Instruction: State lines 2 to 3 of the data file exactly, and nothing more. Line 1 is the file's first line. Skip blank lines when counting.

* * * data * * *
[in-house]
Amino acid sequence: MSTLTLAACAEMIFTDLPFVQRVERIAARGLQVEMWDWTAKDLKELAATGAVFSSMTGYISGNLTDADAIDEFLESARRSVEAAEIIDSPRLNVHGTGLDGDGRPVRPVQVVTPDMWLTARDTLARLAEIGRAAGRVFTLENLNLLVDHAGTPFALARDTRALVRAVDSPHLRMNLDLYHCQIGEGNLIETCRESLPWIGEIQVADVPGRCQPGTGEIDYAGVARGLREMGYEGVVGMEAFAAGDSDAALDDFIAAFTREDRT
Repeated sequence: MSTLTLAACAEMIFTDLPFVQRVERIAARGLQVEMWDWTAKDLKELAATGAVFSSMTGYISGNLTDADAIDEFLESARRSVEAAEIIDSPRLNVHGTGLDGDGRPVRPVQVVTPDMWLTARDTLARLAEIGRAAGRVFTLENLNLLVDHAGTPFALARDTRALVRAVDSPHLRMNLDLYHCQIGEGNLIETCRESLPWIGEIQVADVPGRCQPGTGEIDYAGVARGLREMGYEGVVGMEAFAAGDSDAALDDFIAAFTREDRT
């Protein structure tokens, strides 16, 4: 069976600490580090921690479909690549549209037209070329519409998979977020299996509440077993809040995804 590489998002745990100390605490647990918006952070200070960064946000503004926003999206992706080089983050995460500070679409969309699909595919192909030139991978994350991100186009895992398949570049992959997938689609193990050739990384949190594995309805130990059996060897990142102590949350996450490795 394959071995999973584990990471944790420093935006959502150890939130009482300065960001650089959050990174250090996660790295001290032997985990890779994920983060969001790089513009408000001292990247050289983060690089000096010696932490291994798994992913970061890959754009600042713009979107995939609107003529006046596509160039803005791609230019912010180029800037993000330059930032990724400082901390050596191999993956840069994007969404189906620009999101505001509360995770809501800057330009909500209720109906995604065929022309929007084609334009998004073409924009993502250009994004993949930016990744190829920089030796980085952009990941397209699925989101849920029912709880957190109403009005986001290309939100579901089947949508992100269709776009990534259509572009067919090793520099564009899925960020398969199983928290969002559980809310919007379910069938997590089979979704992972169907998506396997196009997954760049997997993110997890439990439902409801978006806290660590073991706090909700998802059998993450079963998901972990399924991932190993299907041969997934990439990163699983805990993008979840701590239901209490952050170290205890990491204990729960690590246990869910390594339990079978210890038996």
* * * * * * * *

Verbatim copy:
Amino acid sequence: MSTLTLAACAEMIFTDLPFVQRVERIAARGLQVEMWDWTAKDLKELAATGAVFSSMTGYISGNLTDADAIDEFLESARRSVEAAEIIDSPRLNVHGTGLDGDGRPVRPVQVVTPDMWLTARDTLARLAEIGRAAGRVFTLENLNLLVDHAGTPFALARDTRALVRAVDSPHLRMNLDLYHCQIGEGNLIETCRESLPWIGEIQVADVPGRCQPGTGEIDYAGVARGLREMGYEGVVGMEAFAAGDSDAALDDFIAAFTREDRT
Repeated sequence: MSTLTLAACAEMIFTDLPFVQRVERIAARGLQVEMWDWTAKDLKELAATGAVFSSMTGYISGNLTDADAIDEFLESARRSVEAAEIIDSPRLNVHGTGLDGDGRPVRPVQVVTPDMWLTARDTLARLAEIGRAAGRVFTLENLNLLVDHAGTPFALARDTRALVRAVDSPHLRMNLDLYHCQIGEGNLIETCRESLPWIGEIQVADVPGRCQPGTGEIDYAGVARGLREMGYEGVVGMEAFAAGDSDAALDDFIAAFTREDRT